Thursday, March 27, 2008

Speed abundance?

Anyone else notice that stolen bases don't seem to be nearly as rare this year, as compared to years past? Looking at the raw Yahoo numbers, I'm seeing an uptick in available players (about 40 currently available players with more than 20 stolen bases in 2007, versus 32-ish in 2006), but it seems like there's an abundance of rookies set to make an impact as well. While stolen bases are only one category, it's a category that requires careful planning to succeed in. You can't just go acquire steals late in the year without decimating your overall offensive production. So, what does this phenomenon mean for fantasy owners?

Owners in years past have relied upon one super-speedster (if one is available). Most owners would love to have a premium guy in the first few rounds such as Reyes or Crawford, but settle for mid to late-round one-toolers if they must. I think too many owners this year ignored the 20+/20+ OFs thinking that Crawford, Reyes, Bourn, or Pierre is all they need. I don't think that's going to work. One burner and five to 20 stolen bases from four to six other players isn't going to get it done.

I think people are being fairly unrealistic about how well their draft is looking in terms of SBs. Consider this:

1. Reyes
2. H. Ramirez
3. C. Crawford
4. E. Byrnes (though I have my doubts)
5. Chone Figgins
6. Jimmy Rollins
7. Corey Patterson
8. Shane Victorino
9. Ichiro
10. David Wright
11. Willy Taveras
12. Grady Sizmore

I refuse to list Juan Pierre and his 64 steals. I also haven't even mentioned Michael Bourn, Rajai Davis, Jacoby Ellsbury, or Jerry Owens: four guys who may steal more than 35 this year even if they only get limited playing time.

All these players stole 33 bases or more (they're essentially in order). Their owners would probably be content that they have a solid foundation of stolen bases, right? Well, maybe not. With so many premier stolen base guys to go around -- and I'm not even listing the myriad 20 or 30 stolen base players -- you're basically treading water if you only have one 35+ speedster. Savvy owners this year grabbed those few CIs that contribute thefts or focused on 20/20 OFs while others were taking slow-footed sluggers or pitchers.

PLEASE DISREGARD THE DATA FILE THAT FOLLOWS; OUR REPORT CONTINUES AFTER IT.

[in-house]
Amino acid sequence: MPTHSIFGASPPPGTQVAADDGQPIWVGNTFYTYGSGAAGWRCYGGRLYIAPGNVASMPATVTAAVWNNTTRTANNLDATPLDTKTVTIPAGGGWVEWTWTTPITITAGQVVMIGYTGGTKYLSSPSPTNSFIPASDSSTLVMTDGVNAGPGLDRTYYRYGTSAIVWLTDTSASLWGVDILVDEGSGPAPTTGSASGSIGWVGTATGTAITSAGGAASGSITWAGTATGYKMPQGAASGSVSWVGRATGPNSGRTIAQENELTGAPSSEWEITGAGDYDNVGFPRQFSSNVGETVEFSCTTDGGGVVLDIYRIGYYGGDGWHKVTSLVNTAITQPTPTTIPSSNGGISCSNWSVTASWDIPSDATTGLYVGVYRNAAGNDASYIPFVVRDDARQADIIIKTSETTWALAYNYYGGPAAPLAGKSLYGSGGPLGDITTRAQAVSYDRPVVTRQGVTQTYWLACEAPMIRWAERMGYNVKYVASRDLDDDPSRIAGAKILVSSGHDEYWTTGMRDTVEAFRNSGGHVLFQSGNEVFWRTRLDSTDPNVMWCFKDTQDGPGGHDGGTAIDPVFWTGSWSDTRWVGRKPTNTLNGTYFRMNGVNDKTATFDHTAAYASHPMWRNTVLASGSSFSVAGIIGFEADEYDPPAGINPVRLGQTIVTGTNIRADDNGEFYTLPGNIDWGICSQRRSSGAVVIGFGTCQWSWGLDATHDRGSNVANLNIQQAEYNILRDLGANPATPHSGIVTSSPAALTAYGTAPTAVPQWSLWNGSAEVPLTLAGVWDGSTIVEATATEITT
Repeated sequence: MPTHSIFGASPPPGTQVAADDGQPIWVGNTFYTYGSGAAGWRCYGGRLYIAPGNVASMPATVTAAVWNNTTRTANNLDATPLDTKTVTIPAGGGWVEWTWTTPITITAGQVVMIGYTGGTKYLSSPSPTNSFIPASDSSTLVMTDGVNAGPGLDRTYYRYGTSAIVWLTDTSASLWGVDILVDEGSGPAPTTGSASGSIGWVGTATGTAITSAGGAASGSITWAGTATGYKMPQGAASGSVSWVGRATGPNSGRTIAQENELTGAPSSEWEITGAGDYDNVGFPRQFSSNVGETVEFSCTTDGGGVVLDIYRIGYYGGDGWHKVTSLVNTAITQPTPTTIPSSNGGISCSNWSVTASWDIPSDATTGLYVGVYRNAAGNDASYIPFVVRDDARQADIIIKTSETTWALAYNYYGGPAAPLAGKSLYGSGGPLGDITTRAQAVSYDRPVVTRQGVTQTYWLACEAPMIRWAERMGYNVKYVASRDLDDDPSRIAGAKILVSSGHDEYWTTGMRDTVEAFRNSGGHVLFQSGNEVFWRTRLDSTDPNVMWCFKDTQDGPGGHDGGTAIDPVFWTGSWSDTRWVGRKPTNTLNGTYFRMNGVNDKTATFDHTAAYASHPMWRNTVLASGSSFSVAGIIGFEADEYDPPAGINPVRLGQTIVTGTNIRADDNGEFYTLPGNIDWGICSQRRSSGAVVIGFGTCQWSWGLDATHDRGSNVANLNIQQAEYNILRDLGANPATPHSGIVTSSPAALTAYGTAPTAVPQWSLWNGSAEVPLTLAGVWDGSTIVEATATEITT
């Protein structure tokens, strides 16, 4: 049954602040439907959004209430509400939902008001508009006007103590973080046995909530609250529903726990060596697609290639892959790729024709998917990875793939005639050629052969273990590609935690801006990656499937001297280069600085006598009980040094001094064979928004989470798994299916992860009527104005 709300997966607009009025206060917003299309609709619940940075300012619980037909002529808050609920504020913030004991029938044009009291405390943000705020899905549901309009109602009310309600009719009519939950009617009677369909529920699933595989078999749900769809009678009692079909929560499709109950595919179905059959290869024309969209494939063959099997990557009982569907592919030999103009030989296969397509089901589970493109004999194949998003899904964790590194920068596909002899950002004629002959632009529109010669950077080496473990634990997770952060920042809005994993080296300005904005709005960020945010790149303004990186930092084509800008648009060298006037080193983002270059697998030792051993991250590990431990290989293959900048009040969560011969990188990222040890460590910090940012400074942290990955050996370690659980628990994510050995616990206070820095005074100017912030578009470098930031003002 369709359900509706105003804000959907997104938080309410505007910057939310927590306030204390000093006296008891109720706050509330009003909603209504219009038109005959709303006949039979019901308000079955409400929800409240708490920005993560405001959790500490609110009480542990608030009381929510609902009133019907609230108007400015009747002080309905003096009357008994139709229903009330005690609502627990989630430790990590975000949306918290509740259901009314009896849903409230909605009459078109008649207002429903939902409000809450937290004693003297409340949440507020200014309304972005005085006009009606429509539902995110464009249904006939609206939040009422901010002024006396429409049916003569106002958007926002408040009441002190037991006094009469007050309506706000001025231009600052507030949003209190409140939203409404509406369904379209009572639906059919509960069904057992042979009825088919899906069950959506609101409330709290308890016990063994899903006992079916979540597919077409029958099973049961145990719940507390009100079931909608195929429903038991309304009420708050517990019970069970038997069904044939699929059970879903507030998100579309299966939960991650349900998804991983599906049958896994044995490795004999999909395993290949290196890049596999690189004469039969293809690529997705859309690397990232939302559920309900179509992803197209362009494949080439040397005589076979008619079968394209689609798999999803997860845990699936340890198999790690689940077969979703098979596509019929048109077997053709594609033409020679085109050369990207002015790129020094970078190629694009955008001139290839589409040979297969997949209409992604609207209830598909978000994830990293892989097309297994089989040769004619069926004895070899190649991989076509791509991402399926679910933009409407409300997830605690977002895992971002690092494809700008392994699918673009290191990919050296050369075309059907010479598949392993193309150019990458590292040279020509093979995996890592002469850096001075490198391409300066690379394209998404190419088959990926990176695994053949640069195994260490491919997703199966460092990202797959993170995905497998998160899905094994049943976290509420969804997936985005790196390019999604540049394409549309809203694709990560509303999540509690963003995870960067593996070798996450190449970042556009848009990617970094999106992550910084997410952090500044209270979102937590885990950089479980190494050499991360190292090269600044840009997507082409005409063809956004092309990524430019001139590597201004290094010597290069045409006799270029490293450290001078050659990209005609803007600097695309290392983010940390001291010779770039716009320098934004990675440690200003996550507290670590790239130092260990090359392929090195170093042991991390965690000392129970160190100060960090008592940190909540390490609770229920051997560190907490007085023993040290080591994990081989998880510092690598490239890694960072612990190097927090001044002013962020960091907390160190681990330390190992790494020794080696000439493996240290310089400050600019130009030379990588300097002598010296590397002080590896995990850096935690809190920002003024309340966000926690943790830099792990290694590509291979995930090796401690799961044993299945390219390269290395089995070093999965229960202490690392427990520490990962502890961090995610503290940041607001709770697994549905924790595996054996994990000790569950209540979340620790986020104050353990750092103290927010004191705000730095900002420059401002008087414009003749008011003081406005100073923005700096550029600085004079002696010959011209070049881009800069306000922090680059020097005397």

I don't think too many people have realized that they aren't going to finish in the top three in stolen bases this year with the same numbers their team put up in '05, '06, or even '07. We may see Rajai Davis leaping off the waiver wire in the next month or two. What does this mean for you? If you figured to sneak into the middle of the stolen base column with mostly big boppers and Crawford, you're in trouble. Do the math for your league and see where you stand.

Good planning this year requires that you have a stolen base producing MI and/or OF stashed on your bench. Rotate them in when guys have days off or really bad match-ups. Or when they're playing against San Diego's Chris Young -- who appears to have no concern for runners on base. Don't try to make up ground in stolen bases in one month late in the year; nibble away. You don't want to get hoodwinked on this issue and end up scrounging around for the likes of Nick Punto. Run the math for your league, and see if you underestimated how many stolen bases are needed to be competitive.

Players who are probably available on your waiver wire: at MI, Akinori Iwamura (soon to be 2B eligible) ... and that's about it. At OF, Dave Roberts, Rajai Davis, and Jerry Owens may all be floating around. At C and CI, forget it. All those guys went in the first round, or are named Russell Martin.

2 comments:

Anonymous said...

Note that the problem is Bard/Bennet as much as it is Young. Bard is absolutely horrible at preventing SBs. If you unlimited moves, just pick up a speedy scrub on whatever team is playing SD or Toronto and you likely get a steal if your guy gets on base. Or any player facing Wakefield.

Mike Bock said...

Very shrewd.